rrroyer 1,613 Views
Joined: Jul 26, '01;
Posts: 8 (0% Liked)
Our system is set up differently. Our meds don't count as given until we file them. So we educated nurses not to file until the med is swallowed or administered. This gives them the opportunity to "undo" anymed that is rejected by the patient or spit out.
We have an admin comment to document reasons for lateness. Unlimited characters. We have set the late time as 60 minutes after med due for nursing and 120 minutes for respiratory. However there are often reasons to excede this as patients are often of the floor. So we monitor for trends from staff members and work to adjust our admin times.
We allow nurse to document and do BMV with EMAR. The instructor has to send in a form for each clinical student about 2 weeks prior to clinicals. We use the first day of clinicals teaching them documentation and BMV. The student nurse has the same access as a licensed nurse except their meds and documentation requires cosigning by instructor or nurse.
We just recently implemented Meditech BMV in our hospital of 240 beds. We had piloted for 7 months on 2 units to work out the kinks and had a 2 week support period. It has been remarkably well received by all the Physicians, Nurses respiratory therapists and patients. Much of the factors to success include doing the research and avoiding the pitfalls.
We have a special character on the armband that differentiates it from other patient bar code labels. Test all drugs and make sure your bar code reader can read them all. Spend on a quality scanner. We use a Symbol DS6708 reads every bar code practically all the time. Make sure the cart is user friendly and will not run out of battery life and you have excellent wireless coverage in all rooms. Include the staff from Medical, Nursing, Respiratory and Pharmacy in the decision and make sure you have strong administrative backing. Use reporting to demonstrate the success and the number of prevented errors. Have a good training program and practice sessions available to staff and things should go well. Best of luck to everyone working on improving patient safety in the hospitals.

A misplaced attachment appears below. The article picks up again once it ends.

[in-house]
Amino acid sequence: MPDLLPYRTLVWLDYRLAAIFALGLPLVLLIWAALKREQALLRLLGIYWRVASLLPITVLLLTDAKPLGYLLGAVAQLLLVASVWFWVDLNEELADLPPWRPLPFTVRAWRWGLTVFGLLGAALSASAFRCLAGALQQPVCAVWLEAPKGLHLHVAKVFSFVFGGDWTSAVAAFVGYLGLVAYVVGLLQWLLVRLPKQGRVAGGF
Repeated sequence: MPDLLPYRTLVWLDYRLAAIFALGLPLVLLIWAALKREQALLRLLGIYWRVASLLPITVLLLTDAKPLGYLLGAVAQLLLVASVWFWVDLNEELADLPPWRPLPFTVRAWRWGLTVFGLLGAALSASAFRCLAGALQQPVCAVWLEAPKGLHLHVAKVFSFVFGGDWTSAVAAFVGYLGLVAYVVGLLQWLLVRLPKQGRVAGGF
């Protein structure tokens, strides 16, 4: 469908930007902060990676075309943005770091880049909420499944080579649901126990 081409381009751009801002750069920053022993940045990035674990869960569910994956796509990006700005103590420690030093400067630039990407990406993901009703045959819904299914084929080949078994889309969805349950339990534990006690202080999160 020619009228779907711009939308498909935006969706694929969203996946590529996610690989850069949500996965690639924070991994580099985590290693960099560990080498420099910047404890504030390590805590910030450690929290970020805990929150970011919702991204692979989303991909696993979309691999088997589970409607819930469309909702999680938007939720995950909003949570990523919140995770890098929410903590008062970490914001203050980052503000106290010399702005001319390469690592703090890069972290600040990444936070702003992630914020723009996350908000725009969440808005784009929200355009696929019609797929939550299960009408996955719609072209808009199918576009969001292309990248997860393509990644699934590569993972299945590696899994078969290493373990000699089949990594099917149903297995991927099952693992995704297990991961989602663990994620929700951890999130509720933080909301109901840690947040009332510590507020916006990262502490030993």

I'm the director of a Nursing Administration department. Under me I have 2 secretaries, 2 staffing clerks and 4 House Supervisors. I have a full time float pool of about 50 RNs, LPNs and CNAs. I'm also over 160 per diem employees non benefited who work from 32hrs/month to full time hours. Just doing the monthly evaluations is overwelming. When I have unit meetings I have to reserve the auditorium. Lucky for me most of my staff love me and are very patient.
Ahh You must be using the same physicians as we are. LOL
I don't really expect increased infection rates. Based on what literature I received from the Kendall rep I expect decreased rates. However the physicians must have stock in Bard and swear that our infection rate will go up. The nurses like the new catheter tray, They like the no latex aspect, and with the cost being so much lower I'm sure we will have to change. We also have to win over the physicians however.
Hi all. In our facility we are considering changing from a Bard Latex IC foley catheter to a Kendall 100% silicone latex catheter setup. I was wondering if any one has any experience with problems using the 100% silicone catheters. Primarily looking at increased infection rates so I thought this would be the group to ask. I case it makes a difference the kendall product would be about 40% cheaper. So administration is on me to approve this change. However the physicians are reluctant. So any material you could refer me to one way or the other would help.
I'm the manager of a 20 bed ortho/neuro unit and a 29 bed medical/surgery unit. My questions is what are the productive hours per patient day alotted to various units/hospitals across the nation. We just had consultants come and evaluate our productivity. They then suggested lowering our productivity based on "national benchmarks" so I was wanting to compare the real world numbers. Gather my ammunition. ANy help would be appreciated.
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